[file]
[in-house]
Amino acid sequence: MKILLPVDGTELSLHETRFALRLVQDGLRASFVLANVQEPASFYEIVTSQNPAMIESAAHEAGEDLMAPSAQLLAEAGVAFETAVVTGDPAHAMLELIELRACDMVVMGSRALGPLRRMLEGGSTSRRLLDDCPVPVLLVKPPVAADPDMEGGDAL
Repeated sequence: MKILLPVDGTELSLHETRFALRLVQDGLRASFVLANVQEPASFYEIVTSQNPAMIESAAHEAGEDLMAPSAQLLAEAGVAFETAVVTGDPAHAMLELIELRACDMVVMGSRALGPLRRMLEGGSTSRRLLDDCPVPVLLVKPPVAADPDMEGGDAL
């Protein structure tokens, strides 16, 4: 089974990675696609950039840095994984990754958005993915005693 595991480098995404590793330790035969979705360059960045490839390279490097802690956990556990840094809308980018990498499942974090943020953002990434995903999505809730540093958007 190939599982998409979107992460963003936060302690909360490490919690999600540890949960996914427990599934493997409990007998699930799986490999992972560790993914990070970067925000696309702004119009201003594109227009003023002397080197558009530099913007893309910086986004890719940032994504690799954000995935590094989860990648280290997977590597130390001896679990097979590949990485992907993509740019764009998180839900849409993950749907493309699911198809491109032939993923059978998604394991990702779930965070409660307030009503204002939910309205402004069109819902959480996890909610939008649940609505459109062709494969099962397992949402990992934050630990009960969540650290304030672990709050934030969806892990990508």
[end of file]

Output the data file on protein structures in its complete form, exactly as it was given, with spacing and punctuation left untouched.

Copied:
[in-house]
Amino acid sequence: MKILLPVDGTELSLHETRFALRLVQDGLRASFVLANVQEPASFYEIVTSQNPAMIESAAHEAGEDLMAPSAQLLAEAGVAFETAVVTGDPAHAMLELIELRACDMVVMGSRALGPLRRMLEGGSTSRRLLDDCPVPVLLVKPPVAADPDMEGGDAL
Repeated sequence: MKILLPVDGTELSLHETRFALRLVQDGLRASFVLANVQEPASFYEIVTSQNPAMIESAAHEAGEDLMAPSAQLLAEAGVAFETAVVTGDPAHAMLELIELRACDMVVMGSRALGPLRRMLEGGSTSRRLLDDCPVPVLLVKPPVAADPDMEGGDAL
């Protein structure tokens, strides 16, 4: 089974990675696609950039840095994984990754958005993915005693 595991480098995404590793330790035969979705360059960045490839390279490097802690956990556990840094809308980018990498499942974090943020953002990434995903999505809730540093958007 190939599982998409979107992460963003936060302690909360490490919690999600540890949960996914427990599934493997409990007998699930799986490999992972560790993914990070970067925000696309702004119009201003594109227009003023002397080197558009530099913007893309910086986004890719940032994504690799954000995935590094989860990648280290997977590597130390001896679990097979590949990485992907993509740019764009998180839900849409993950749907493309699911198809491109032939993923059978998604394991990702779930965070409660307030009503204002939910309205402004069109819902959480996890909610939008649940609505459109062709494969099962397992949402990992934050630990009960969540650290304030672990709050934030969806892990990508």